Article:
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Thailand Vaccine the Beginning of the End of AIDS?

Publishing the exciting results of the first effective HIV vaccine trial.

Bangkok, Thailand – I have vivid memories of treating patients infected with human immunodeficiency virus (HIV) in the nascency of the pandemic in the 1990s. Mostly I recall telling patients they were going to die in a matter of months if they didn’t go on the incredibly difficult drug cocktail doctors were prescribing at that time – it was all we had. Sadly, some opted for unfettered death.

Since then I’ve followed developments in HIV medicine peripherally, as it has burgeoned into an incredibly complex medical subspecialty. We’ve seen treatment options go from one drug with crippling side effects to more than 2 dozen drugs with manageable side effects. Although there are about 33 million infected worldwide, with many more thousands infected every day, doctors are no longer telling newly-diagnosed patients to get their papers in order. And despite its reputation as a disease of gay men, more than half of those infected with HIV are women.

So it was an incredible honor to be invited by the National Press Foundation into fellowship to attend the AIDS Vaccine Conference in Bangkok, Thailand, this month. The conference, sponsored by the Global HIV Vaccine Enterprise, the Thai Ministry of Health and Mahidol University, was being held in Asia for the first time.

Why Thailand? As it turns out, the first promising HIV vaccine trial results came from a study performed here. In 2009, the groundbreaking RV144 clinical trial made worldwide headlines by boasting of a protection rate of 31% in 8000 vaccinated volunteers. These surprising results energized HIV vaccine researches that had been browbeaten by decades of setbacks in previous experiments. A vaccine that is only 31% effective is not effective enough to be manufactured and used on patients, but the trial demonstrated that a vaccine for HIV is possible, the elusive “proof of concept.”

Why is a vaccine so important? First of all, it’s the only possibility of wiping out this immune-system-destroying virus. A vaccine is our only hope to rid the earth of AIDS, as it did for smallpox, and as it is on its way for doing for polio. Second, the world can’t bear the enormous financial burden of caring for and treating those infected with HIV. One scientist estimated the cost of treating all persons infected with HIV at $30 billion in a 10-year span, with annual costs of treatment at a modest $8,000 – $12,000, not to mention social, family and lifestyle disruption. A vaccine would cost only $800 a pop. During the opening ceremony, Dr. Carl Dieffenbach, of the National Institutes of Health, summed it all up. “The Holy Grail of HIV prevention remains a safe, efficacious and durable HIV vaccine.”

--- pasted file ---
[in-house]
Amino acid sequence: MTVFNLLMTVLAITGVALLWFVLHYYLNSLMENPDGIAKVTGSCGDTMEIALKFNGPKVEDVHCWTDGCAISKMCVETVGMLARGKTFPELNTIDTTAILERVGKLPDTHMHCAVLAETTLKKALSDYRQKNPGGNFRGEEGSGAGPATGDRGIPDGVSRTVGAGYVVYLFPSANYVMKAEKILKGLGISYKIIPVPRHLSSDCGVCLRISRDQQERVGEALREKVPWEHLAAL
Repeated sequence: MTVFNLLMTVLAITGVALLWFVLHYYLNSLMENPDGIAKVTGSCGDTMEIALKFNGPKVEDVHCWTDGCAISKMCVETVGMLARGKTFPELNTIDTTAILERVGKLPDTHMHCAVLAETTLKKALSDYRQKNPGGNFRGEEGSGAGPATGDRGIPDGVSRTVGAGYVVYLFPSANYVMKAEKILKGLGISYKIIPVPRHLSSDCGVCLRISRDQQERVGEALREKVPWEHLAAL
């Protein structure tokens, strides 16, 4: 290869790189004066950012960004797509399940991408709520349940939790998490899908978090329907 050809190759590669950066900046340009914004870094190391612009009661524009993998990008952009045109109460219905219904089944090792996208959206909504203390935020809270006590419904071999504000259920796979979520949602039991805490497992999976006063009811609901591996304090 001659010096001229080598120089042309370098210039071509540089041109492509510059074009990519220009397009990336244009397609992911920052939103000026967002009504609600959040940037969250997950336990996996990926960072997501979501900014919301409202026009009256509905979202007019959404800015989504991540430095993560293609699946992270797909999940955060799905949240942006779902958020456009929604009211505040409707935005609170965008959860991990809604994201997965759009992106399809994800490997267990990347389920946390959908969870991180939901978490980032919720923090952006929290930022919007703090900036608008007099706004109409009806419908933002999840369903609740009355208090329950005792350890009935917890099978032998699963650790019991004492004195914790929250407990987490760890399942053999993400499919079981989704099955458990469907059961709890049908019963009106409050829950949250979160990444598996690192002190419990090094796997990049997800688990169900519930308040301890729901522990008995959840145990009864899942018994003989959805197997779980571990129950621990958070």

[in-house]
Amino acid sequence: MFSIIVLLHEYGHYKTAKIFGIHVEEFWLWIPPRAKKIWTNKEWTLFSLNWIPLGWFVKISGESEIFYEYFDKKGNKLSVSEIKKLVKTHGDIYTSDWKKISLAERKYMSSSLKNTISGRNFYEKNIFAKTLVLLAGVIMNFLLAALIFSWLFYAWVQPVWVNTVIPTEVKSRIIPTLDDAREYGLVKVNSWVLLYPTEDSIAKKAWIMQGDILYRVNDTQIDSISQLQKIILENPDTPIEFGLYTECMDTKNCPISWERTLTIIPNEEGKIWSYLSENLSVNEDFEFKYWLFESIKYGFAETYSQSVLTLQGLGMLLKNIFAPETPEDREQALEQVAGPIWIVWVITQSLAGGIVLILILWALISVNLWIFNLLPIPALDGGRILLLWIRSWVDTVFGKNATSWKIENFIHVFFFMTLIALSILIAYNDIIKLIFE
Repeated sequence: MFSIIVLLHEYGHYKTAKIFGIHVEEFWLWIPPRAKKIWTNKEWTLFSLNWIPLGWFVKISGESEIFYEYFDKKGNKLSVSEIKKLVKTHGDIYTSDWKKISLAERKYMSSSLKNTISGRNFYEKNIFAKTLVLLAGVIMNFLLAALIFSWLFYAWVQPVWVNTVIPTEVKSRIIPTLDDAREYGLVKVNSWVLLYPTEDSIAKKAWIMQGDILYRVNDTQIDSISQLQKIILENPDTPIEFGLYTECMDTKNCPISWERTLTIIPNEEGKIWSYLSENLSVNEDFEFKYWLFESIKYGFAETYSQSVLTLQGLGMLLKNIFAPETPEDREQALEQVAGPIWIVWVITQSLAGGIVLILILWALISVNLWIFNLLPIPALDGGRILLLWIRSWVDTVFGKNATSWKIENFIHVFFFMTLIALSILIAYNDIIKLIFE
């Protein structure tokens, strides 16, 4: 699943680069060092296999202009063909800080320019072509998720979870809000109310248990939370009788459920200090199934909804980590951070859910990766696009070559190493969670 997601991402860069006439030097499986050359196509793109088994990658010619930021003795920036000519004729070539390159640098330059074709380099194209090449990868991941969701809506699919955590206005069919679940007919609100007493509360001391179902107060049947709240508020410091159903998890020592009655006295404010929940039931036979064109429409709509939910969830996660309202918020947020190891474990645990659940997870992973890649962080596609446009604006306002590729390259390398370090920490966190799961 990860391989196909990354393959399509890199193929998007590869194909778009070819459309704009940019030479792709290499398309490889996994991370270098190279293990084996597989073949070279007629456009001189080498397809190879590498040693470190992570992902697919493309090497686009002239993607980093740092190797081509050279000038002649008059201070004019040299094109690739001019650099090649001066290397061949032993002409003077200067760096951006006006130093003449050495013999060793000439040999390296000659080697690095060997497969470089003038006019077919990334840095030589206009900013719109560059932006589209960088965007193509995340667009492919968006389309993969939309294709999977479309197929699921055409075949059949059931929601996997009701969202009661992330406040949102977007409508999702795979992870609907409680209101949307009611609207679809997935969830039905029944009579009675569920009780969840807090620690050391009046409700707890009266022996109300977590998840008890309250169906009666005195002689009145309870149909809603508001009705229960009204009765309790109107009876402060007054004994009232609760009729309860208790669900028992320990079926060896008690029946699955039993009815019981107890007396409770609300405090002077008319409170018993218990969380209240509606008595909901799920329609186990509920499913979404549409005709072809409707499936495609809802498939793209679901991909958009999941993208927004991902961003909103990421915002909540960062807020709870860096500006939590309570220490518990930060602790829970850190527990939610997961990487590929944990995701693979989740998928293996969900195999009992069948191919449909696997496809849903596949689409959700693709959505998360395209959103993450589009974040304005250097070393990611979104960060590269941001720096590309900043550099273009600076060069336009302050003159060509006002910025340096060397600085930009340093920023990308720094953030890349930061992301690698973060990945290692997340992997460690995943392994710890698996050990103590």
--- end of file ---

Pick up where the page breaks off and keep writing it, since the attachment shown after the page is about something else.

Why is a vaccine so elusive? It’s a huge scientific challenge – the HIV virus has thousands and thousands of strains and changes its composition frequently to escape annihilation. It operates under the presumption that the best defensive is a good offensive, and holds a person’s immune system hostage by wiping out the body’s own immune cells that are needed to fight it.

Many vaccine attempts have been made under the Fail Fast Principle: screen out as quickly as possible vaccines and vaccine mechanisms of action that aren’t going to work, so that the most time and the real money can be spent on hypotheses that have a real chance. The title of this conference is a misnomer. In my opinion, it should be called the HIV Vaccine Conference. Because everyone who has AIDS is infected with HIV, but not everyone who is infected with HIV has AIDS. AIDS is a medical term for those most severely impacted by the infection, whether it’s because they’ve developed a complicating illness, like pneumonia, or because their immune system is failing, as demonstrated by laboratory testing. And we are in pursuit of a vaccine that will prevent or halt the infectious process, not just the most severe implications of the infection.

So here we are. In 2011, on the 30th anniversary of the first HIV cases in the U.S., we can finally see a light at the end of the tunnel. Decades of research on an HIV vaccine has finally been vindicated. Although years away, thousands of vaccine trial participants shy of drug approval, many millions of dollars in need, and with discoveries of other prevention techniques and exciting giant steps along the way — issues that I will explore throughout this conversation – the tightly knit and committed HIV scientists have circled the wagons and are taking their best collaborative shots towards the eradication of the human immunodeficiency virus.

By Dr. Mona Khanna

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Posted by on Sep 28 2011. Filed under Health, Science. You can follow any responses to this entry through the RSS 2.0. Both comments and pings are currently closed.
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